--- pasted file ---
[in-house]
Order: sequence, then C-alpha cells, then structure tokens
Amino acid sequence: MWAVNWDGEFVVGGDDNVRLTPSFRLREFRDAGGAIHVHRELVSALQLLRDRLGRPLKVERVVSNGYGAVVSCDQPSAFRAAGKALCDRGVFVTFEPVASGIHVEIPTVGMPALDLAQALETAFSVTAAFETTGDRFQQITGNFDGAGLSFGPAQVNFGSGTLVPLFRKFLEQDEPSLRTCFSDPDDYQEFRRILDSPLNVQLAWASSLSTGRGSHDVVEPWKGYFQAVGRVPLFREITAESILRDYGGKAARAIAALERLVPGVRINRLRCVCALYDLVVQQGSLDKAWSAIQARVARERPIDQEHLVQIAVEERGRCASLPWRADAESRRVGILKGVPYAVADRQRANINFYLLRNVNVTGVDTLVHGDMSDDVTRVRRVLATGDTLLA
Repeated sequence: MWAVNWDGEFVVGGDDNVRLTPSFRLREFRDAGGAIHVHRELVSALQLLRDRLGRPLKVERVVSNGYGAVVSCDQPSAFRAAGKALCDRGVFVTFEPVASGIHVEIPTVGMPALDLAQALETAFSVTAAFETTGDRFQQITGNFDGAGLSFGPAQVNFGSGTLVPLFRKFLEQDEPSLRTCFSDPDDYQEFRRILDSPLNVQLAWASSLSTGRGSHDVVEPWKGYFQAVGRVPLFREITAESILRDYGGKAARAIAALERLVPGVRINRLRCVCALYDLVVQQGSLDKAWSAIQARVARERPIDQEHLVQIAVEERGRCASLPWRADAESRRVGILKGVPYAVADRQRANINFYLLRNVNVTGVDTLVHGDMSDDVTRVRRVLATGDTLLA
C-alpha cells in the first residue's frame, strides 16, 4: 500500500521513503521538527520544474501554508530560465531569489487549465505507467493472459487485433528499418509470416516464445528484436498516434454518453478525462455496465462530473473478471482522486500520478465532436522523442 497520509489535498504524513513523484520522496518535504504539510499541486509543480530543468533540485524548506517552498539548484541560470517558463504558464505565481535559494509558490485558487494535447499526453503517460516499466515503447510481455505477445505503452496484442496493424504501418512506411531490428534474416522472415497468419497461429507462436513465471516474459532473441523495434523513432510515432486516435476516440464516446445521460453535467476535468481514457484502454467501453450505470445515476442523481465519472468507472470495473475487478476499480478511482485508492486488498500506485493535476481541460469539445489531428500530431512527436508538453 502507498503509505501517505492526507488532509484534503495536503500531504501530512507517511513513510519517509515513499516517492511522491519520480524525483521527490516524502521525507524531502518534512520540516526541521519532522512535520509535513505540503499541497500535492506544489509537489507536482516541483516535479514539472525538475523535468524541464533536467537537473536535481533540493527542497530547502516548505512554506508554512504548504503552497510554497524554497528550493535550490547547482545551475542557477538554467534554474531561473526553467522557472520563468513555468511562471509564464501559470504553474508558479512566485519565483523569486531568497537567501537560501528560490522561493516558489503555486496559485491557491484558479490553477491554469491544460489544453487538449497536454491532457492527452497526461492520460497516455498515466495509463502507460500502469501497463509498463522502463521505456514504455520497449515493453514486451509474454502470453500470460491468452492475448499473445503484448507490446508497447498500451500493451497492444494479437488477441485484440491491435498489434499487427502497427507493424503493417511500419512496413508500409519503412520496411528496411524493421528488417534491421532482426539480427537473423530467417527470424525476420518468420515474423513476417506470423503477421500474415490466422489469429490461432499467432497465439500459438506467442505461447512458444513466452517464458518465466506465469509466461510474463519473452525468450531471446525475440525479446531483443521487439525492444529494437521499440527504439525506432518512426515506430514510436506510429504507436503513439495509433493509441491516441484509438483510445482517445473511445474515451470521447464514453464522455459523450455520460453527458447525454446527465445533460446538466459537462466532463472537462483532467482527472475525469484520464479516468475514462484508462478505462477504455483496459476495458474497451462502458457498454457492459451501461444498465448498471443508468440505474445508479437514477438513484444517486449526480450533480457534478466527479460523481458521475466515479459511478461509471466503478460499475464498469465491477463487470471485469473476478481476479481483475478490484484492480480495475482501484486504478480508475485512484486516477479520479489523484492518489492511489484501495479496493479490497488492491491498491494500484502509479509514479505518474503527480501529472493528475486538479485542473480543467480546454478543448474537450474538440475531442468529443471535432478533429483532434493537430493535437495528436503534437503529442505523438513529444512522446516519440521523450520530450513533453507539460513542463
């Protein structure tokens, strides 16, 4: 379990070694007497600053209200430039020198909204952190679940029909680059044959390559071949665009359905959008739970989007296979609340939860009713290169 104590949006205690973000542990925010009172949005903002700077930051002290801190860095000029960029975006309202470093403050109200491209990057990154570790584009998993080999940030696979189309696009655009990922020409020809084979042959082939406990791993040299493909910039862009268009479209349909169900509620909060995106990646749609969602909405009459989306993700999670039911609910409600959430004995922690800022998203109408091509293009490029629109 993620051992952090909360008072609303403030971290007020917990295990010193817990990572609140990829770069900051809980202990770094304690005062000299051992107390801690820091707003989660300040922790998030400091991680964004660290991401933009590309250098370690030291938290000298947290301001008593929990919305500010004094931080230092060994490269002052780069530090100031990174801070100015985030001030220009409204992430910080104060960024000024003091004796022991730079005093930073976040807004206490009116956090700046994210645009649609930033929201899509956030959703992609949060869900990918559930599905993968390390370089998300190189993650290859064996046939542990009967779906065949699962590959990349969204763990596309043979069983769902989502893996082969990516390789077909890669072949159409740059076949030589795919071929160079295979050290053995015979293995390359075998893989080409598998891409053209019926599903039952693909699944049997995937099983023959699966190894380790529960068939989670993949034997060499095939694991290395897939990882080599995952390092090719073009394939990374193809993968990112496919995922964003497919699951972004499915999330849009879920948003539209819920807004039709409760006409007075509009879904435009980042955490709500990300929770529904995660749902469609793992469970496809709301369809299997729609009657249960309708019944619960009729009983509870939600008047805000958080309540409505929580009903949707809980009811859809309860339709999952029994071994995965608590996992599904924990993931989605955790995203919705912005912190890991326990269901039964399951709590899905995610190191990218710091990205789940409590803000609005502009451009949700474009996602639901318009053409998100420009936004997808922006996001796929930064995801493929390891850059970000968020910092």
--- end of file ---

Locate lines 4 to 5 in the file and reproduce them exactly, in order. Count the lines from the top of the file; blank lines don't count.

Repeated sequence: MWAVNWDGEFVVGGDDNVRLTPSFRLREFRDAGGAIHVHRELVSALQLLRDRLGRPLKVERVVSNGYGAVVSCDQPSAFRAAGKALCDRGVFVTFEPVASGIHVEIPTVGMPALDLAQALETAFSVTAAFETTGDRFQQITGNFDGAGLSFGPAQVNFGSGTLVPLFRKFLEQDEPSLRTCFSDPDDYQEFRRILDSPLNVQLAWASSLSTGRGSHDVVEPWKGYFQAVGRVPLFREITAESILRDYGGKAARAIAALERLVPGVRINRLRCVCALYDLVVQQGSLDKAWSAIQARVARERPIDQEHLVQIAVEERGRCASLPWRADAESRRVGILKGVPYAVADRQRANINFYLLRNVNVTGVDTLVHGDMSDDVTRVRRVLATGDTLLA
C-alpha cells in the first residue's frame, strides 16, 4: 500500500521513503521538527520544474501554508530560465531569489487549465505507467493472459487485433528499418509470416516464445528484436498516434454518453478525462455496465462530473473478471482522486500520478465532436522523442 497520509489535498504524513513523484520522496518535504504539510499541486509543480530543468533540485524548506517552498539548484541560470517558463504558464505565481535559494509558490485558487494535447499526453503517460516499466515503447510481455505477445505503452496484442496493424504501418512506411531490428534474416522472415497468419497461429507462436513465471516474459532473441523495434523513432510515432486516435476516440464516446445521460453535467476535468481514457484502454467501453450505470445515476442523481465519472468507472470495473475487478476499480478511482485508492486488498500506485493535476481541460469539445489531428500530431512527436508538453 502507498503509505501517505492526507488532509484534503495536503500531504501530512507517511513513510519517509515513499516517492511522491519520480524525483521527490516524502521525507524531502518534512520540516526541521519532522512535520509535513505540503499541497500535492506544489509537489507536482516541483516535479514539472525538475523535468524541464533536467537537473536535481533540493527542497530547502516548505512554506508554512504548504503552497510554497524554497528550493535550490547547482545551475542557477538554467534554474531561473526553467522557472520563468513555468511562471509564464501559470504553474508558479512566485519565483523569486531568497537567501537560501528560490522561493516558489503555486496559485491557491484558479490553477491554469491544460489544453487538449497536454491532457492527452497526461492520460497516455498515466495509463502507460500502469501497463509498463522502463521505456514504455520497449515493453514486451509474454502470453500470460491468452492475448499473445503484448507490446508497447498500451500493451497492444494479437488477441485484440491491435498489434499487427502497427507493424503493417511500419512496413508500409519503412520496411528496411524493421528488417534491421532482426539480427537473423530467417527470424525476420518468420515474423513476417506470423503477421500474415490466422489469429490461432499467432497465439500459438506467442505461447512458444513466452517464458518465466506465469509466461510474463519473452525468450531471446525475440525479446531483443521487439525492444529494437521499440527504439525506432518512426515506430514510436506510429504507436503513439495509433493509441491516441484509438483510445482517445473511445474515451470521447464514453464522455459523450455520460453527458447525454446527465445533460446538466459537462466532463472537462483532467482527472475525469484520464479516468475514462484508462478505462477504455483496459476495458474497451462502458457498454457492459451501461444498465448498471443508468440505474445508479437514477438513484444517486449526480450533480457534478466527479460523481458521475466515479459511478461509471466503478460499475464498469465491477463487470471485469473476478481476479481483475478490484484492480480495475482501484486504478480508475485512484486516477479520479489523484492518489492511489484501495479496493479490497488492491491498491494500484502509479509514479505518474503527480501529472493528475486538479485542473480543467480546454478543448474537450474538440475531442468529443471535432478533429483532434493537430493535437495528436503534437503529442505523438513529444512522446516519440521523450520530450513533453507539460513542463